CRTC Kicks Off First National Study Measuring Broadband Internet Service Performance

by Istvan Fekete on November 23, 2015

The Canadian Radio-television and Telecommunications Commission (CRTC) has started gathering data from the homes of 4,500 citizens across the country in a study aimed at improving its broadband policymaking by gaining a better understanding of network performance.

The “Measuring Broadband Canada” program has been established in collaboration with SamKnows. The program is a key element of a wide-ranging review of Canada’s basic telecommunications systems. First announced in April, the program will allow the regulator to explore a number of issues in the country’s telecom systems to find out which areas are underserved.

Measuring Broadband Canada is the first national, independent report on how well or how poorly high-speed networks are performing.

To measure network performance, the CRTC is cooperating with the country’s major ISPs – Rogers, Vidéotron, Shaw, TELUS, Cogeco, Bell Canada, Eastlink, MTS Allstream, Northwestel, and Bell Aliant. The data will be gathered from “Whiteboxes” installed in the homes of selected participants.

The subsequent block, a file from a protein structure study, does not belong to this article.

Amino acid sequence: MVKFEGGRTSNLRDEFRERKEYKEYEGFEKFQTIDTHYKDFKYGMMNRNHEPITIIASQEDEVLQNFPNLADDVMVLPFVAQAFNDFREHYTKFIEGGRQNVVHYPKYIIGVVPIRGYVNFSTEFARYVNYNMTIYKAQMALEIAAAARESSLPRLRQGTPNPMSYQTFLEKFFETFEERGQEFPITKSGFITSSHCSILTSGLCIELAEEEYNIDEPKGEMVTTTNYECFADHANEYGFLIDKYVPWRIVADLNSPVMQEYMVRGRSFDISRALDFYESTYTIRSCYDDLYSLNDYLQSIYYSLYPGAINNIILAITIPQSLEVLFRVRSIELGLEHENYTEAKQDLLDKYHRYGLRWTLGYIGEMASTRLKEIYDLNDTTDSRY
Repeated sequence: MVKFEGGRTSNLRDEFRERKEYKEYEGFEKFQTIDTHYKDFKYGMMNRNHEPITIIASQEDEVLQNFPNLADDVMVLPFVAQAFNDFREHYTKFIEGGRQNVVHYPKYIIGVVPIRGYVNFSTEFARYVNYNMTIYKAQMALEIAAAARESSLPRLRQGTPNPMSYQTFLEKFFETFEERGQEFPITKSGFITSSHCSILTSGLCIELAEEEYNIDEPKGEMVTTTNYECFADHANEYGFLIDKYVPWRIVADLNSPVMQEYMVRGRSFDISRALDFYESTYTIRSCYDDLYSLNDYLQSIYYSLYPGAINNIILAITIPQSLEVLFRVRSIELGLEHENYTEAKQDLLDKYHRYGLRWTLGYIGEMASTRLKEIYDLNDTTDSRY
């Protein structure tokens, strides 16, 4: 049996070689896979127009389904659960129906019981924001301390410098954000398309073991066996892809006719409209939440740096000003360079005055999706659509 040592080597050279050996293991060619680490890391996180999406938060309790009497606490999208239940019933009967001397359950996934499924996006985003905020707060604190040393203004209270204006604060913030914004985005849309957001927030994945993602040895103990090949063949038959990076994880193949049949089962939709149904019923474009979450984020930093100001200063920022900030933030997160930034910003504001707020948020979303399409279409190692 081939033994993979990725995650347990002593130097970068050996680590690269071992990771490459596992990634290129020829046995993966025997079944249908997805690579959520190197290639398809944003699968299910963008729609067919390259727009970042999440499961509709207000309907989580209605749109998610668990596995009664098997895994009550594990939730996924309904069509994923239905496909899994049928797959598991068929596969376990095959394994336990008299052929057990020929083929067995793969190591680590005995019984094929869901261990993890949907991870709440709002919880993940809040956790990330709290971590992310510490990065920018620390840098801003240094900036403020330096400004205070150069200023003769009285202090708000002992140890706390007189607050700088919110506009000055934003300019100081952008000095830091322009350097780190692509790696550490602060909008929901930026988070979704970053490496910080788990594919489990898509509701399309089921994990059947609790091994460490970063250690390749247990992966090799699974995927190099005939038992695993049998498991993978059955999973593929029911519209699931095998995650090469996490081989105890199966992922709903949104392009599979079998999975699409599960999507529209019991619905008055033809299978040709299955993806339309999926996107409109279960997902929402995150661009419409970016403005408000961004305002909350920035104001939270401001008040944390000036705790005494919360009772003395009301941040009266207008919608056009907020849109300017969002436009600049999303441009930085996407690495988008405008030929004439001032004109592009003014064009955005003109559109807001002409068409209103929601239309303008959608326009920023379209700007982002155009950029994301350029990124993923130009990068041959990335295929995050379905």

Nearly 28,000 Canadian citizens have expressed interest in measuring the performance of their broadband Internet services. Of those, the CRTC has selected 4,500 citizens for the study to offer a “fair geographical presentation” of Canadian Internet customers.

“Through this project, that we launched with SamKnows and major Internet service providers across the country, we will be able to take into account the actual performance of their Internet services during the development of our policies,” said Jean-Pierre Blais, chairman of the CRTC. “This initiative illustrates concretely the CRTC’s approach to evidence-based decision making.”

During the test, the installed Whiteboxes won’t collect information about participants’ online activities, and testing is only done when participants are not actively using their Internet connections, the regulator stated.

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Written by: Istvan Fekete. www.digitcom.ca. Follow TheTelecomBlog.com by: RSS, Twitter, Facebook, or YouTube.

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